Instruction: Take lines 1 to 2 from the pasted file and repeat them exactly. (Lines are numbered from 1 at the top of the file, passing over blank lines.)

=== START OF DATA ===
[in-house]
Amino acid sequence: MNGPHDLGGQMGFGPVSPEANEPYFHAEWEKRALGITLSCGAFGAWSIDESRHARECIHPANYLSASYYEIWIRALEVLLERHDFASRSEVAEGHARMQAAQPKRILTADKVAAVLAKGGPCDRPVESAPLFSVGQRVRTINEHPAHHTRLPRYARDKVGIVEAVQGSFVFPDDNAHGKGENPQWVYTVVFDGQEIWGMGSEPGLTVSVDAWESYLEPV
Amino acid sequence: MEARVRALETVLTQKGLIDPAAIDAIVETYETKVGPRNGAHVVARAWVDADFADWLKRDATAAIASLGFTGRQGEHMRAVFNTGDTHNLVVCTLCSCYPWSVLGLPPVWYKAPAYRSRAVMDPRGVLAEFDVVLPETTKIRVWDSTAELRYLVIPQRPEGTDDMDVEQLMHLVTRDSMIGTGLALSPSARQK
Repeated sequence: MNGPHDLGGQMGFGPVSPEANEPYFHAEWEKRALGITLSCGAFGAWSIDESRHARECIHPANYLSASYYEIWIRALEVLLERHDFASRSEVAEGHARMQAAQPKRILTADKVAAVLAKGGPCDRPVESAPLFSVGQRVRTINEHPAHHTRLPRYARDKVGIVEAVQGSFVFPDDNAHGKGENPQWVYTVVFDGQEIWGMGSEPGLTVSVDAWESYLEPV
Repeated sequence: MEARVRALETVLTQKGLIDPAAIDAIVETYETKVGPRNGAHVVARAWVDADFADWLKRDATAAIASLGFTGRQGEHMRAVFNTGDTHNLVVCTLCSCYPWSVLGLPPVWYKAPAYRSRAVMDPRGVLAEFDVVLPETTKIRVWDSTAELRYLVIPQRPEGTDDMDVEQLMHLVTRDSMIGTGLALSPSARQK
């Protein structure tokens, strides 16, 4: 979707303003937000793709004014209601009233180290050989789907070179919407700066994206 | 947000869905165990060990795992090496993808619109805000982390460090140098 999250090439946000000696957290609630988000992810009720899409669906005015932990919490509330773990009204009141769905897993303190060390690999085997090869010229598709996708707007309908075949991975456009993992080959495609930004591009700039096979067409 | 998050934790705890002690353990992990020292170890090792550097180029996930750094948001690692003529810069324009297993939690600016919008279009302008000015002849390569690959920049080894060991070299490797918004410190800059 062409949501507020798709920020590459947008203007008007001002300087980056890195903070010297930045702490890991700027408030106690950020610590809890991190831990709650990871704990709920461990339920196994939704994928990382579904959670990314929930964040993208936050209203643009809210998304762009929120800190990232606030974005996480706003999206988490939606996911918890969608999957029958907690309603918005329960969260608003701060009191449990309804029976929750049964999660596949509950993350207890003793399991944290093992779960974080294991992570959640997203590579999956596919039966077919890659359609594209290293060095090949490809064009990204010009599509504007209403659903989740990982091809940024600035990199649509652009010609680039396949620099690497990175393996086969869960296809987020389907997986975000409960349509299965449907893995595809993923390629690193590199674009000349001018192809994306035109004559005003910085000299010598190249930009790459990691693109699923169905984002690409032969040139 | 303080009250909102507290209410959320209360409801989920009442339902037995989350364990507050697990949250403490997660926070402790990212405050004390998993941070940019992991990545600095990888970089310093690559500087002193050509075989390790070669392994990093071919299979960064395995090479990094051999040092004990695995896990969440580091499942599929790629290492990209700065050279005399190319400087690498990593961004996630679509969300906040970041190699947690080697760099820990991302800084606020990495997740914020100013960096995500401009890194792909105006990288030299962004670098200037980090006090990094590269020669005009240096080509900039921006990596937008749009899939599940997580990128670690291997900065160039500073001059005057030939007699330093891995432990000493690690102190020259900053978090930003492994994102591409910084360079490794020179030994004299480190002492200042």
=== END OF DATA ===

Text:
[in-house]
Amino acid sequence: MNGPHDLGGQMGFGPVSPEANEPYFHAEWEKRALGITLSCGAFGAWSIDESRHARECIHPANYLSASYYEIWIRALEVLLERHDFASRSEVAEGHARMQAAQPKRILTADKVAAVLAKGGPCDRPVESAPLFSVGQRVRTINEHPAHHTRLPRYARDKVGIVEAVQGSFVFPDDNAHGKGENPQWVYTVVFDGQEIWGMGSEPGLTVSVDAWESYLEPV